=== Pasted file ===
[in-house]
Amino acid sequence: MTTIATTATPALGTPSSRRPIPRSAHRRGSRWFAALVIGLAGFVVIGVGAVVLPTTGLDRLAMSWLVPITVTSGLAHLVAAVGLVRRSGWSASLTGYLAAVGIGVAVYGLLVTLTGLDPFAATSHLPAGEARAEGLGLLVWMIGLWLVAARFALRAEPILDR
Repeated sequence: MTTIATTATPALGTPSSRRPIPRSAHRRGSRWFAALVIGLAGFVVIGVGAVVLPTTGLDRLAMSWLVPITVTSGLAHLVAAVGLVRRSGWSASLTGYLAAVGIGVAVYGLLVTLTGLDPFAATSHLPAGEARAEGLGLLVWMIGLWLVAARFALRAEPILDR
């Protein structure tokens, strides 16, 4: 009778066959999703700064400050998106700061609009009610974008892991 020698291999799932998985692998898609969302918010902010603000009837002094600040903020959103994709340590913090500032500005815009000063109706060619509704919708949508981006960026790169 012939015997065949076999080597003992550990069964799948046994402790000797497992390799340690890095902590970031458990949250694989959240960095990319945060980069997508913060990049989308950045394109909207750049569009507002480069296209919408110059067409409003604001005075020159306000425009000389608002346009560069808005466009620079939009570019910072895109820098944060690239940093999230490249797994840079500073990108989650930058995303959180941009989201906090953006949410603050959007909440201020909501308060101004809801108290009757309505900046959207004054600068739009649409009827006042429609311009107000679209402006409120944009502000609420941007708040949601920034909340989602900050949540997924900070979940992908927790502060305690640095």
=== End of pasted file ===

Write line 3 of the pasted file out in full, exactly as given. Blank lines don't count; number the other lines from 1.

Repeated sequence: MTTIATTATPALGTPSSRRPIPRSAHRRGSRWFAALVIGLAGFVVIGVGAVVLPTTGLDRLAMSWLVPITVTSGLAHLVAAVGLVRRSGWSASLTGYLAAVGIGVAVYGLLVTLTGLDPFAATSHLPAGEARAEGLGLLVWMIGLWLVAARFALRAEPILDR